By Matt Davis, Victim Advisor for the Identity Theft Resource Center
Once upon a time, having a wallet or purse stolen meant you were out some cash and you might have to order a few new credit cards. As identity theft has become more common, having a wallet or purse stolen these days might be just the beginning of an identity theft nightmare. In order to ensure you’re not putting yourself at unnecessary risk this holiday season, do a quick inventory of your wallet or purse so you know exactly what is (and what is not) being carried around with you when you go out.
What is in your wallet and/or purse?
• Social Security cards (or numbers) for yourself and any family members
• Military ID card
• Medicare or MediCal card
• Driver’s license
• Credit cards (itemize)
• Vehicle registration or insurance papers
• ATM / Debit cards / Bank cards
• Health insurance / prescription / dental benefit card
• Professional licenses
• Employee or student ID card
• Green card or immigration papers
• Bills / financial statements you may have been carrying
• Birth certificate(s)
• Store cards and frequent shopper cards
• Library, video store, and health club cards
• Discount cards or annual passes (movie, amusement parks)
Remove and securely store any items you don’t need on a day-to-day basis. List the remaining items on an inventory sheet and include the store or organizations’ contact numbers provided for use in the event of loss. Better yet, make a photo copy of the front and back of each card and store the document in a secure location.
In the event of a theft or loss, you should immediately:
File a police report with your local law enforcement agency and request a copy. Provide them a copy of wallet inventory. However, do not provide them with account numbers and your personal identifying information other than what is needed for the report.
Contact the three major credit reporting agencies (CRAs) through their “Report Fraud” numbers and request a fraud alert and your free credit report as a potential victim of identity theft. This report gives you the opportunity to check for any pending credit applications and to verify that all the current information is correct.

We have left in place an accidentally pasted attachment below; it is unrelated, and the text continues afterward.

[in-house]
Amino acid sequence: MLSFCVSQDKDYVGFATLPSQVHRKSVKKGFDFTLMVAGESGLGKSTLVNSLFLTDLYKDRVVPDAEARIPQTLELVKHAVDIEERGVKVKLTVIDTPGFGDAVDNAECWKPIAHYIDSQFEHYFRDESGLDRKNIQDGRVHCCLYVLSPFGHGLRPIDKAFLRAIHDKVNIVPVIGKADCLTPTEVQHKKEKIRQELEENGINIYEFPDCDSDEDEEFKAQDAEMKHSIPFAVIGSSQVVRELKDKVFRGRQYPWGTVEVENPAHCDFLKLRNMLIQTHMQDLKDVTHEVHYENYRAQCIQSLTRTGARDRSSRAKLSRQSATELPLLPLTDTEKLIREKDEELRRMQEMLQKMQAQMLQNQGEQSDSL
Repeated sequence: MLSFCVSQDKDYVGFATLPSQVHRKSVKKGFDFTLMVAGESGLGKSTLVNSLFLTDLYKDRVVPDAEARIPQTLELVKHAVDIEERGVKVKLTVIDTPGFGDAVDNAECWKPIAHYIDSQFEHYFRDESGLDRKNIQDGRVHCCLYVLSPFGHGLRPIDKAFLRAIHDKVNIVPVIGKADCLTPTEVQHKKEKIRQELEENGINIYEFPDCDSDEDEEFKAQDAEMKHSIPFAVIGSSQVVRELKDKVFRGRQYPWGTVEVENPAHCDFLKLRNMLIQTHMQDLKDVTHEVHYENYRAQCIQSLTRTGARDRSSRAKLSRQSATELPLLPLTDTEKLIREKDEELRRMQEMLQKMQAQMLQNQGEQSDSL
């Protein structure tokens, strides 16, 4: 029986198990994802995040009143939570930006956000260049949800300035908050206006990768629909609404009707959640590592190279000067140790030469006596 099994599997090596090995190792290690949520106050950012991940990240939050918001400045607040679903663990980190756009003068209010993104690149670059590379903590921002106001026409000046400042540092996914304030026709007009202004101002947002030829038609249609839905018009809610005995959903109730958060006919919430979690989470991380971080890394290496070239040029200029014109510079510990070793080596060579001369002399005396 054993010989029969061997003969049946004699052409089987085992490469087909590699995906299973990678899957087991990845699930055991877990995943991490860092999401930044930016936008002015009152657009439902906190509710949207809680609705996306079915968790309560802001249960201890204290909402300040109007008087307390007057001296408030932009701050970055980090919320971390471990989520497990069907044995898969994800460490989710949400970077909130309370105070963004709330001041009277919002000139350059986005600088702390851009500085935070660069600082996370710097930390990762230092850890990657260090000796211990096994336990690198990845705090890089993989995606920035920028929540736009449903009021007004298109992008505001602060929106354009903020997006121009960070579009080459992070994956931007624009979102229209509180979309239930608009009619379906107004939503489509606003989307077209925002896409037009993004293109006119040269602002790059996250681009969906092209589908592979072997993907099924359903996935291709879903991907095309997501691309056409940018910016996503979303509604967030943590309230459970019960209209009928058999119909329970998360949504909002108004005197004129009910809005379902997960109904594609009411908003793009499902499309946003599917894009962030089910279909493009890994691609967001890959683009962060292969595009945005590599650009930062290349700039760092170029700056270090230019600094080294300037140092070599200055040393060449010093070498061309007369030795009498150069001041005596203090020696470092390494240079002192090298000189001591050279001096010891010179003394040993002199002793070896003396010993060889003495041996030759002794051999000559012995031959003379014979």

If your driver’s license or vehicle registration was taken, contact the state agency that issues driver’s licenses. Place a stolen/lost card warning on your file and request a replacement license. If you discover that a thief is using your license, you can request a license number change. Also notify this agency if your vehicle registration papers are missing.
If credit cards or copies of bills are missing, contact the card issuers. Request replacement cards with new account numbers. Monitor mail for collection notices, missing statements or bills. Check bills for evidence of fraudulent activity and report problems immediately.
If checking account numbers, savings account numbers, checks, ATM cards, or debit cards are lost or stolen, contact the bank immediately and close the account(s). Open new password protected account(s).
If military ID cards are missing, notify the personnel support detachment (PSD) and your immediate chain of command up to the commanding officer. Apply for a new ID card. In the event that a dependant’s ID card is involved, notify your immediate supervisor, the PSD, and secure a replacement.
If your green card or immigration papers are missing, contact the U.S. Citizenship & Immigration Services (USCIS), as well as your country’s embassy.
In the case of a lost or stolen passport, it is important to notify the U.S. Department of State immediately and fill out Form DS-64. In the event the passport was issued by another country, notify the issuing country’s embassy.
When you’ve contacted the agencies listed above, address the following:
• Health insurance: Notify the medical insurance carrier and request a replacement policy number.
• Auto insurance: Notify the insurance company and request a replacement policy number.
• Library cards: Contact the issuing agency. Ask for that account to be closed and another opened with a replacement number. You may also want to add a password to the new account.
• All other cards with a membership or identification number printed on the card (SSN or another number): Contact the issuing company, school, or employer. Notify them of the loss and request a replacement card with a new account number. In the event that the SSN was the membership number, request that an alternate number be used or that a letter be added to the membership number. This will help to separate your usage from that of the thief.
• Birth certificate: Notify the issuing county recorder’s office of the loss.
• Discount or annual passes: Notify the issuing business and see if they have a replacement policy.
• Supermarket club cards not used for check cashing: Do not worry about these.
• If your Social Security Card was lost or stolen, wait until the the following June when tax season is over and contact the Social Security Administration and ask for a copy your Personal Earnings and Benefits Estimate Statement. To report Social Security fraud, call (800) 269 0271 or email firstname.lastname@example.org. Refer also to the Social Security Administration’s website.